Government

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An aerial view of Smithtown captures the Smithtown Main Street area. Photo from Town of Smithtown

By Chris Cumella

Updates on the Town of Smithtown’s upcoming master plan were at the forefront of discussions during the Town Board meeting held virtually Dec. 15.

The board and H2M Architects & Engineers collaborated during the meeting as a means of addressing the town’s Comprehensive Plan, a development project in the works of improving facilities, outdoor spaces and town amenities.

A draft of the Comprehensive Plan — a town infrastructure revival over several different areas in the vicinity — was presented by H2M planning representative Jeffrey Janota. He said it was “an enjoyable project, and I want to thank all the residents that came during the public outreach.”

He explained that the Comprehensive Plan was designed to revamp specific downtown areas of Suffolk County that the Town Board deemed necessary. Among those locations being considered in alignment with the Comprehensive Plan were Smithtown proper, Kings Park and St. James.

Those downtowns will be the main demographics for new placements of office spaces, increased retail stores and transit-oriented development, according to Janota. The necessity of reviving the downtown areas come in response to public opinion.

In downtown Smithtown, 34% of polltakers see the community as average, 32% below average and 17% thinking it is poor. Downtown Kings Park and downtown St. James saw similar results.

“The public came out and met with us, and want to make sure that their concerns are heard,” Janota said.

When presenting the topic of improving Smithtown’s mobility, a survey outreach was utilized again to receive direct answers from the community. A majority, 75% of those surveyed, said they wish to see improvement in biking and walking conditions. Other major factors in mobility improvement included adding more parking spaces, increasing streetscape amenities, better traffic signals and lights, and more.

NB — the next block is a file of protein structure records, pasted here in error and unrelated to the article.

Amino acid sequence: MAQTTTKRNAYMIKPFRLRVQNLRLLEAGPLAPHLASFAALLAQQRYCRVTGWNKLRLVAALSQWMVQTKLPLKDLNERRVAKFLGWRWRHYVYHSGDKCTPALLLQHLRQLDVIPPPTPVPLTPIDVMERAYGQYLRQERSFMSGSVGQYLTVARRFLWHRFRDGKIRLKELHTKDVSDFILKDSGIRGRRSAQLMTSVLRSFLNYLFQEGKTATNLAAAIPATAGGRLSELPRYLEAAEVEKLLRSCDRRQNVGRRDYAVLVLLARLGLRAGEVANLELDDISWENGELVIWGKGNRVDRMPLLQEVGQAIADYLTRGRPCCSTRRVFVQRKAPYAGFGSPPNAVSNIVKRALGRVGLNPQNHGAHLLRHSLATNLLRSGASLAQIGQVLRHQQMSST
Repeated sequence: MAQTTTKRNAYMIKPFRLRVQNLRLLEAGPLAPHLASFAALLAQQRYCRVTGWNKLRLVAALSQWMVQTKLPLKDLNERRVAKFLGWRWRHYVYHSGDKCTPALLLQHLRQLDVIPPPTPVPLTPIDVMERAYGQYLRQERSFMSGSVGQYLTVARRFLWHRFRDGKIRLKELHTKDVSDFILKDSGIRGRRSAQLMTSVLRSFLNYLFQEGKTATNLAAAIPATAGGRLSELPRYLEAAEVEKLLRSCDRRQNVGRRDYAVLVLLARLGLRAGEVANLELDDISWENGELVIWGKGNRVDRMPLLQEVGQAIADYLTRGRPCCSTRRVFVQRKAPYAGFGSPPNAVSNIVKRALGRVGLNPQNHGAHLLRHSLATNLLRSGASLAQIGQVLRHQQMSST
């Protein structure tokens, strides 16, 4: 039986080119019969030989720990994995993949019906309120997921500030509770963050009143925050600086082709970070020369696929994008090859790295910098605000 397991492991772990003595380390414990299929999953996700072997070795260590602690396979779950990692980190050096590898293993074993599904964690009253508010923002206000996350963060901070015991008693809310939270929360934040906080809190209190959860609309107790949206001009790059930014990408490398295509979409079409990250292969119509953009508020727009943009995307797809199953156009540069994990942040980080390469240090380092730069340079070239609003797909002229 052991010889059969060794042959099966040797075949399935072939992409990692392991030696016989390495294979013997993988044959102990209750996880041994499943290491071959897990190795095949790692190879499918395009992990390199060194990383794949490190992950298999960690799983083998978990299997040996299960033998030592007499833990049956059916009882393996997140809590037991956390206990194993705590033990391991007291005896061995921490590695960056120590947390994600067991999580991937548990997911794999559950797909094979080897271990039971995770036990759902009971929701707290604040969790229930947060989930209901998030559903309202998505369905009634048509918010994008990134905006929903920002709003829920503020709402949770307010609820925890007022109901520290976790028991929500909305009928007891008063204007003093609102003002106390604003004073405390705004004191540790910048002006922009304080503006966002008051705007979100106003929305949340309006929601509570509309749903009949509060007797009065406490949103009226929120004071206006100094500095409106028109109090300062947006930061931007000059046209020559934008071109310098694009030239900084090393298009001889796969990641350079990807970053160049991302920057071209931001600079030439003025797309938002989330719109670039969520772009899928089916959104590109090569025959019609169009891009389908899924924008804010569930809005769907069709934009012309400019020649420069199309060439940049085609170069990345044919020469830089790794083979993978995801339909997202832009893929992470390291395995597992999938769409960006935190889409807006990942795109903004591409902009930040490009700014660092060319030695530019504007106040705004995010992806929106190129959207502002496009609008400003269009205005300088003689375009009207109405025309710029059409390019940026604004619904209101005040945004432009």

As Janota recapped how the town could enhance existing park amenities, he suggested adding additional play elements such as jungle gyms and swing sets while maintaining the current ones to withstand upcoming brutal weather conditions. H2M’s statistics detail that 12% of Smithtown residents use the parks for the playgrounds and swings.

In addition to keeping the youth content, H2M would set their sights on attracting residents who use parks for outdoor recreational activities by improving pathway quality and building new ones. Their data tells that a larger portion of citizens, 17%, make up those who use the parks for walking and running for exercise.

Based on a New York State recreation guide survey, the Town Board’s greatest number of requests were directed toward the need for expanded and modernized amenities along with revamped facilities in parks, such as parking and restrooms.

As well as preserving the existing parks, H2M unveiled their plans to create new ones, and presented a map of five scattered pinpoints soon to be outdoor spaces. On the list were proposed parks at Half Hollow Road in Commack; Donald Drive and Hillside-Gramercy Gardens in Kings Park; also 3rd Street and Astor Avenue in St. James.

Town Supervisor Ed Wehrheim (R) encouraged Smithtown residents to be active in their board meetings by responding to the board’s outreach programs when possible.

A look at Port Jefferson Harbor from the Village Center during Winter Storm Grayson as blizzard-force winds and more than a foot of snow pound the coast in January, 2018. File photo

As the nor’easter bears down on the mid-Atlantic states, the forecast for Long Island continues to include considerable snow, although the forecast varies by area.

The estimated snowfall ranges from 6 inches to 13 inches.

“We know the storm will be hitting us harder on the west end of Suffolk County, rather than the east end, where we’ll see lower amounts,” County Executive Steve Bellone (D) said during a weather update at the Commack Department of Public Works.

The storm will also hit harder in the north, rather than the south shore.

“This is going to be a heavy, wet snow, which is, of course, something that creates its own set of challenges,” Bellone said.